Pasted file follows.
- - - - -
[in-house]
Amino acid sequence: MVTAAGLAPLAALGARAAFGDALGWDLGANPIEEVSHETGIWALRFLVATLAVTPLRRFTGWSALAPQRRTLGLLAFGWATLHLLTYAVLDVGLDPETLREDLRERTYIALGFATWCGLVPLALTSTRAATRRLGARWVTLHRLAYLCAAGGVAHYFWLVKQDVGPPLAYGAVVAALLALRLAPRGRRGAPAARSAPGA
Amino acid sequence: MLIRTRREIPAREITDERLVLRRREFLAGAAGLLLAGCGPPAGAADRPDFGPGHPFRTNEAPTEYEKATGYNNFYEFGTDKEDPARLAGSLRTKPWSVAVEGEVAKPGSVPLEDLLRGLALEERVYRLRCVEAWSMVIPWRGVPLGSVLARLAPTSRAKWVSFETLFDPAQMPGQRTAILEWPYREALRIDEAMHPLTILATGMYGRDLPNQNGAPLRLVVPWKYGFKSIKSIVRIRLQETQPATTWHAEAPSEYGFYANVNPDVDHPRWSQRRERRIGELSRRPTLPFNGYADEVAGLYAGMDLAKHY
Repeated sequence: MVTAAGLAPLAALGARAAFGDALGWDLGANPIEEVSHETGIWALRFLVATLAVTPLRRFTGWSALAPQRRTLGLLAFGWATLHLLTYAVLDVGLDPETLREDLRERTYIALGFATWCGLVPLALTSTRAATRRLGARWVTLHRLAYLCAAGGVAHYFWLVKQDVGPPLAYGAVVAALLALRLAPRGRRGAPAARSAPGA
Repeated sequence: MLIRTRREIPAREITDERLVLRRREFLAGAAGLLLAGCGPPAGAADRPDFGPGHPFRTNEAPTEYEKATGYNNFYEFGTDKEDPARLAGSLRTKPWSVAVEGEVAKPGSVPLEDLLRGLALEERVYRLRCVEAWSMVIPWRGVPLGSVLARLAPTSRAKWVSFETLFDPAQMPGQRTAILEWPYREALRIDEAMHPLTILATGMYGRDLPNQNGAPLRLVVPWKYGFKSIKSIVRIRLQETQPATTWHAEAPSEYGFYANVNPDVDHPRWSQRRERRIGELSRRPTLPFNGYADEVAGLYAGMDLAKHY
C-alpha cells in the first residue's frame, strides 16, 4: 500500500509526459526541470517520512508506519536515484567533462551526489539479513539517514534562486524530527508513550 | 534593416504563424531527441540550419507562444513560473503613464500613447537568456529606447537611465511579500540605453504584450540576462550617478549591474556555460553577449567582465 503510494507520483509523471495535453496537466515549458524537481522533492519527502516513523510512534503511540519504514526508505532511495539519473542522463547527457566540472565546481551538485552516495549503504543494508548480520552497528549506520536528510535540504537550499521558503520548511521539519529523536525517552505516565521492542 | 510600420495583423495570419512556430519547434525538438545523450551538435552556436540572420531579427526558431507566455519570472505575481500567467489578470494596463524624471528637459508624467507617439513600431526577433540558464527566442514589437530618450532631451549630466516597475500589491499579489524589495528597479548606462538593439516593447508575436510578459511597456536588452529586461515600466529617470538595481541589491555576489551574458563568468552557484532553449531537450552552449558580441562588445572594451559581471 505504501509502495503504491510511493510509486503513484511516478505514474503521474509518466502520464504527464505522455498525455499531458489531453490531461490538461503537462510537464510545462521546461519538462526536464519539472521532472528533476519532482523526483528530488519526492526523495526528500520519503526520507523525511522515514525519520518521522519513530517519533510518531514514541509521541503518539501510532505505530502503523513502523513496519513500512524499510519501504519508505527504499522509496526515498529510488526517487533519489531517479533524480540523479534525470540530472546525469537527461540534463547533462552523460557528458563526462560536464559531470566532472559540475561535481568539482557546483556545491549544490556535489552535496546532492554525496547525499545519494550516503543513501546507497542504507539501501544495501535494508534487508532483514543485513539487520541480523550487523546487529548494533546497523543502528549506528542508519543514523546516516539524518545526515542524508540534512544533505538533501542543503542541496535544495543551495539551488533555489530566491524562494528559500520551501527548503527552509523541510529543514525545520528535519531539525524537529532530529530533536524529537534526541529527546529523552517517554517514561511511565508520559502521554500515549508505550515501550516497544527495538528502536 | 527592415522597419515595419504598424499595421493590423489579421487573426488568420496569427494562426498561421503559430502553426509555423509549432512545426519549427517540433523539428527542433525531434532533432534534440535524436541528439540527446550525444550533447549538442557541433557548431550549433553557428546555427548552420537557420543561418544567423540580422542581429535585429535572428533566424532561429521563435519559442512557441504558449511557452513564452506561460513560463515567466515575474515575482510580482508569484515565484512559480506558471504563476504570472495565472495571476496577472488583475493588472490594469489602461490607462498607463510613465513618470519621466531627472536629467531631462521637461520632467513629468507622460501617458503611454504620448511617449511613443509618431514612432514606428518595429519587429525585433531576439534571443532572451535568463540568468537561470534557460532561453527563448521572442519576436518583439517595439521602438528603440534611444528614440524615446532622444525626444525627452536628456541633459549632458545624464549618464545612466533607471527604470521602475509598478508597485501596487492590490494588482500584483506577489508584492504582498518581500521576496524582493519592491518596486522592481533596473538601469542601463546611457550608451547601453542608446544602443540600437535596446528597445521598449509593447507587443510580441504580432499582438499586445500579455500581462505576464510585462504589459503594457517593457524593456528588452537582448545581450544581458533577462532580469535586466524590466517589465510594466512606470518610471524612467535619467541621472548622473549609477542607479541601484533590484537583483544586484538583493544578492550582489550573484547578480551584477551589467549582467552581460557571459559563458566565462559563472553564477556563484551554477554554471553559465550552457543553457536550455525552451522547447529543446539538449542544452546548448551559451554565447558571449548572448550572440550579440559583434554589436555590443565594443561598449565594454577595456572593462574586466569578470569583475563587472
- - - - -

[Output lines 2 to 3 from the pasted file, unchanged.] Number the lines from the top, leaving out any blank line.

Amino acid sequence: MVTAAGLAPLAALGARAAFGDALGWDLGANPIEEVSHETGIWALRFLVATLAVTPLRRFTGWSALAPQRRTLGLLAFGWATLHLLTYAVLDVGLDPETLREDLRERTYIALGFATWCGLVPLALTSTRAATRRLGARWVTLHRLAYLCAAGGVAHYFWLVKQDVGPPLAYGAVVAALLALRLAPRGRRGAPAARSAPGA
Amino acid sequence: MLIRTRREIPAREITDERLVLRRREFLAGAAGLLLAGCGPPAGAADRPDFGPGHPFRTNEAPTEYEKATGYNNFYEFGTDKEDPARLAGSLRTKPWSVAVEGEVAKPGSVPLEDLLRGLALEERVYRLRCVEAWSMVIPWRGVPLGSVLARLAPTSRAKWVSFETLFDPAQMPGQRTAILEWPYREALRIDEAMHPLTILATGMYGRDLPNQNGAPLRLVVPWKYGFKSIKSIVRIRLQETQPATTWHAEAPSEYGFYANVNPDVDHPRWSQRRERRIGELSRRPTLPFNGYADEVAGLYAGMDLAKHY